The Supreme Court ruling on Tuesday, which exempted all minority educational institutions in the country from setting aside 25% seats in the entry-level classes as mandated under RTE Act, has open the Pandora's box.
For an institution, obtaining the minority tag is an easy process. One can get it from the state minority department in flat 40 days by paying just Rs 5,000 as fee. The certificate is a permanent affair and is revoked only in extremely rare cases.
The trusts are expected to fulfil all the norms pertaining to religious and linguistic minorities—domicile, certificate of charity commissioner among others—before getting approval. However, there is nothing in the rule-book that says a certain number of minority students should be given admission. It means, they can enjoy the status even if they don't admit a single minority student.
The tag gives these schools a lot of functional freedom, including exemption from reservation in hiring teaching and non-teaching staff. And now the SC has exempted them from the 25% RTE quota.
Not surprising then that more and more educational trusts are seeking minority status. Over 2,200 educational trusts in Maharashtra have got minority status to date. This includes religious minorities like Muslims, Christians and Parsis, and linguistic minority groups like Gujarati, Hindi, Sindhi, Punjabi, Tamil, Malayalam, etc. Some trusts have both linguistic and religious minority status.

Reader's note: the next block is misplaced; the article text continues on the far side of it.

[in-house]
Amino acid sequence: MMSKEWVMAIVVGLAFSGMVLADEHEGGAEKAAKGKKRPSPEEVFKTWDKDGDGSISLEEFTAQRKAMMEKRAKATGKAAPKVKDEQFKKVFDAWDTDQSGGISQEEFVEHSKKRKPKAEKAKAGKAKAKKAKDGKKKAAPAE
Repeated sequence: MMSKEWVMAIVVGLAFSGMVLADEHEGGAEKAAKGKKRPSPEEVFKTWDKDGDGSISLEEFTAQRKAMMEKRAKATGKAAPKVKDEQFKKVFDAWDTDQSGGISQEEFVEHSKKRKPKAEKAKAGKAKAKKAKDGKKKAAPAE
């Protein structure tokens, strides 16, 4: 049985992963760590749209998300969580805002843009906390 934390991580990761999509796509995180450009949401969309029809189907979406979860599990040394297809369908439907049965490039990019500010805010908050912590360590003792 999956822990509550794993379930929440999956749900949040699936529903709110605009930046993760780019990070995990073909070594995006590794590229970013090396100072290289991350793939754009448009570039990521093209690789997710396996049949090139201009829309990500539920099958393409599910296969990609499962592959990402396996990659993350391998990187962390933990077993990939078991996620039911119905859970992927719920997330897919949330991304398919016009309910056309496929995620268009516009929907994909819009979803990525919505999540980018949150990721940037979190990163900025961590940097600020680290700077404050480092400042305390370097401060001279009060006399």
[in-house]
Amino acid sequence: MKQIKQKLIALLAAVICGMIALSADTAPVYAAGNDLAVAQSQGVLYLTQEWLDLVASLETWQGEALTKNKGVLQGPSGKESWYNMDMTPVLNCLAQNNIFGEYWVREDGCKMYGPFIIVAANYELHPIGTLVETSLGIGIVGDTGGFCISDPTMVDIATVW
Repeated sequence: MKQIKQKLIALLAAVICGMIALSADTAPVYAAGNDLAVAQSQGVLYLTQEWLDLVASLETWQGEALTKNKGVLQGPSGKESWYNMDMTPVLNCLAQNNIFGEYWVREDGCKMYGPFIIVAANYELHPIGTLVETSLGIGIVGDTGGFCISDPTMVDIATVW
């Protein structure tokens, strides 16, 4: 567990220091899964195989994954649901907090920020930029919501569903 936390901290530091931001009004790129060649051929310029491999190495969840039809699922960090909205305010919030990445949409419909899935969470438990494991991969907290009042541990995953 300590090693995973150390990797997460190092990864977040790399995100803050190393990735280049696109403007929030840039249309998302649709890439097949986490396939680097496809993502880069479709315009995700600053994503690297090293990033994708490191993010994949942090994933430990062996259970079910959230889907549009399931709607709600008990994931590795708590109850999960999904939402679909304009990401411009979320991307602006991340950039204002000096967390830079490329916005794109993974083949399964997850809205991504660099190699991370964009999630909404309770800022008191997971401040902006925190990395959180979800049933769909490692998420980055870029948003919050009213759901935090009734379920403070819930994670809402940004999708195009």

The rush to seek minority status touched a new high in 2012-13 when the RTE Act was functionally rolled out in the state. The department was forced to introduce a portal for speeding up the process.
"The portal received over 879 applications in the past six months for which 706 are yet to be cleared," said a highly placed official. The department expects a fresh surge in applications post the SC verdict.
According to an estimated figure, these 2,200 trusts operate nearly 28,000 schools, both aided and unaided. This is nearly 77% of the 36,000 private schools in the state. Interestingly, neither the minority department nor the school education department has any data on the number of schools run by these trusts or the number of minority students enrolled in these schools. Following the SC ruling, the ministry has asked the officials to compute the figure.
"Though for aided minority institutions, which offer professional courses like engineering, polytechnic and management, admitting at least 50% students (51% for unaided) from their category is a must, for schools up to class 12, there is no fixed quota. However, it they don't admit even a single student for three years, the status can be revoked," said an official in the department, who admitted that to date not a single approval had been cancelled on account of this clause.
The department also lacks a system to verify whether the minorities under whose name a school gets the status, actually benefit from the school.
The RTE quota in the state is now left with the trusts run by Marathi managements. "In cities like Mumbai and Pune, the number of minority schools is much higher and could be nearly 90%. This means, very few seats would be left for the poor. This defeats the very purpose of the RTE Act."
FACTS AND FIGURES
Maharashtra: 2,258 trusts have been approved till March 2014; 706 applications pending.
Mumbai city: Applications received from June 2013 till date: 21 for religious minority; 24 linguistic minority; 7 for both.
Mumbai suburbs: Applications received from June 2013-April 2014: 8 for religious minority; 11 for linguistic minority; 4 for both.